A failed effort in Virginia was intended to help ensure that people issued driver’s licenses in the state understand English. Another failed effort sought to designate English as the official language in the state.
State figures show that 864,000 residents don’t speak English, and of those people 44 percent speak Spanish. Those numbers are expected to increase by 30 percent during the next eight years, richmond.com reported.
The House Rules Committee opted to hold off on consideration of the English-only licensing bill until the 2009 regular session.
Sponsored by Delegate Daniel Marshall III, R-Danville, the measure – HB376 – would have required all driver’s license exams in the state to be conducted exclusively in English. It also sought to prohibit the Department of Motor Vehicles from supplying or permitting the use of interpreters to help with the exams.
Virginia law now allows driver’s license applicants to take the written and driving portions of the exam in Spanish. Aspiring truckers and motorists also are allowed to use interpreters; they are even allowed to bring their own interpreters if the Department of Motor Vehicles can’t provide someone who speaks their language. Applicants can also have the test read to them if they can speak English, but are unable to read or write, richmond.com reported.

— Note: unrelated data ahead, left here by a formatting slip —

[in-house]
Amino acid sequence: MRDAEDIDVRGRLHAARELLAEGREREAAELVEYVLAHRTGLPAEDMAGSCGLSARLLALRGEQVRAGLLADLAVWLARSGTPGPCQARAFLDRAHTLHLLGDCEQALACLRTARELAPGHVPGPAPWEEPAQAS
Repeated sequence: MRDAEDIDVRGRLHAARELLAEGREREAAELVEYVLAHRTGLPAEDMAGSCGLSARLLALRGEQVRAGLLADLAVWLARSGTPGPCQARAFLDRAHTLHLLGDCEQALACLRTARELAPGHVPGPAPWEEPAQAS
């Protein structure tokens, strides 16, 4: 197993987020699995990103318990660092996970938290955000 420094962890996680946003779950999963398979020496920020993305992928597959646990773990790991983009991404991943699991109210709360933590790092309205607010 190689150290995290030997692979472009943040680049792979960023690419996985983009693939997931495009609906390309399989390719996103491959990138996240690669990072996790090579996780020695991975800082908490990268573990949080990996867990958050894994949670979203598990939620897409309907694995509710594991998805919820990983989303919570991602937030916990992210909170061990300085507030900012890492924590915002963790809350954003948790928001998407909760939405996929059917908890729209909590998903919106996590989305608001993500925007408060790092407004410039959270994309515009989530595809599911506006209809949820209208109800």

Supporters said restrictions are needed to help ensure that aspiring truckers and other drivers have a firm grasp of the English language before they obtain their license to drive. They also point out that federal regulations require CDL applicants to be able to read and speak English sufficiently.
Opponents said there are no studies that suggest English proficiency makes better drivers. Others said there are more pressing issues to address in the state.
The House Rules Committee failed to advance another bill that would have gone one step further to encourage immigrants to learn the English language. The bill – HB55 – remained in committee at the deadline to advance to the House floor, effectively killing it for the year.
Sponsored by Delegate Scott Lingamfelter, R-Woodbridge, the bill sought to require all government-written communication, including Web sites and official documents, to be in English only.
Exceptions would have been made for court and police documents, health care materials and schools.
To view other legislative activities of interest for Virginia, click here.
– By Keith Goble, state legislative editor